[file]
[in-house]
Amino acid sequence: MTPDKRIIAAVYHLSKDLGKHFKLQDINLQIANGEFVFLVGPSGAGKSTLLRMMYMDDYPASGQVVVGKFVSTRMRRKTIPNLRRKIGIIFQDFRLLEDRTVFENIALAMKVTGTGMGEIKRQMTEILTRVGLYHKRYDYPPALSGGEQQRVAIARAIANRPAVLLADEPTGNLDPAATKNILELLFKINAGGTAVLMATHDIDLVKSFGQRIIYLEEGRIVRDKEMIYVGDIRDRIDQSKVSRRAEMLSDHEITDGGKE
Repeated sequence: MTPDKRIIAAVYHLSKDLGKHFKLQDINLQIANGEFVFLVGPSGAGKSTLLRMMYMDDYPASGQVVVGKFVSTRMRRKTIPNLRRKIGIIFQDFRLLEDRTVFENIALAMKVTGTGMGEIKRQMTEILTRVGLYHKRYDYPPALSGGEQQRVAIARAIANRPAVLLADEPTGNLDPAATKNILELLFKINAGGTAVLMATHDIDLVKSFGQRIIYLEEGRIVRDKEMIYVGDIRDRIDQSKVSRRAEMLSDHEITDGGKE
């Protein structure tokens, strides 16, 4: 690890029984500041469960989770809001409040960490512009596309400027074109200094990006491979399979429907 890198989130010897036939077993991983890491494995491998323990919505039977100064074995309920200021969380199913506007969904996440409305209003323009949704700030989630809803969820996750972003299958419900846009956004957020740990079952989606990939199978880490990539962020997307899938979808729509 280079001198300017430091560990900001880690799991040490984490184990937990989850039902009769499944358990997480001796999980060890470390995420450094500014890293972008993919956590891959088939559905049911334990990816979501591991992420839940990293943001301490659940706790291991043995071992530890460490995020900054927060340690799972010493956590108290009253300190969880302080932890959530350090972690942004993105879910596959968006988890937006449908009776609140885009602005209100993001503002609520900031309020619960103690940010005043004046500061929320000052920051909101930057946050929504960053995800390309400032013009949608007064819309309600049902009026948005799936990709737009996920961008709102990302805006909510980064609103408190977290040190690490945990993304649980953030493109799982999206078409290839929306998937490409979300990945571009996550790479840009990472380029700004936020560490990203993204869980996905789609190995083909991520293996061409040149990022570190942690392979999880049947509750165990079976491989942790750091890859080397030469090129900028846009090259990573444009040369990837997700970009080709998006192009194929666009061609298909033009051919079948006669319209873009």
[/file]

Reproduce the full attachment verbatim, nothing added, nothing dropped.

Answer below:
[in-house]
Amino acid sequence: MTPDKRIIAAVYHLSKDLGKHFKLQDINLQIANGEFVFLVGPSGAGKSTLLRMMYMDDYPASGQVVVGKFVSTRMRRKTIPNLRRKIGIIFQDFRLLEDRTVFENIALAMKVTGTGMGEIKRQMTEILTRVGLYHKRYDYPPALSGGEQQRVAIARAIANRPAVLLADEPTGNLDPAATKNILELLFKINAGGTAVLMATHDIDLVKSFGQRIIYLEEGRIVRDKEMIYVGDIRDRIDQSKVSRRAEMLSDHEITDGGKE
Repeated sequence: MTPDKRIIAAVYHLSKDLGKHFKLQDINLQIANGEFVFLVGPSGAGKSTLLRMMYMDDYPASGQVVVGKFVSTRMRRKTIPNLRRKIGIIFQDFRLLEDRTVFENIALAMKVTGTGMGEIKRQMTEILTRVGLYHKRYDYPPALSGGEQQRVAIARAIANRPAVLLADEPTGNLDPAATKNILELLFKINAGGTAVLMATHDIDLVKSFGQRIIYLEEGRIVRDKEMIYVGDIRDRIDQSKVSRRAEMLSDHEITDGGKE
């Protein structure tokens, strides 16, 4: 690890029984500041469960989770809001409040960490512009596309400027074109200094990006491979399979429907 890198989130010897036939077993991983890491494995491998323990919505039977100064074995309920200021969380199913506007969904996440409305209003323009949704700030989630809803969820996750972003299958419900846009956004957020740990079952989606990939199978880490990539962020997307899938979808729509 280079001198300017430091560990900001880690799991040490984490184990937990989850039902009769499944358990997480001796999980060890470390995420450094500014890293972008993919956590891959088939559905049911334990990816979501591991992420839940990293943001301490659940706790291991043995071992530890460490995020900054927060340690799972010493956590108290009253300190969880302080932890959530350090972690942004993105879910596959968006988890937006449908009776609140885009602005209100993001503002609520900031309020619960103690940010005043004046500061929320000052920051909101930057946050929504960053995800390309400032013009949608007064819309309600049902009026948005799936990709737009996920961008709102990302805006909510980064609103408190977290040190690490945990993304649980953030493109799982999206078409290839929306998937490409979300990945571009996550790479840009990472380029700004936020560490990203993204869980996905789609190995083909991520293996061409040149990022570190942690392979999880049947509750165990079976491989942790750091890859080397030469090129900028846009090259990573444009040369990837997700970009080709998006192009194929666009061609298909033009051919079948006669319209873009």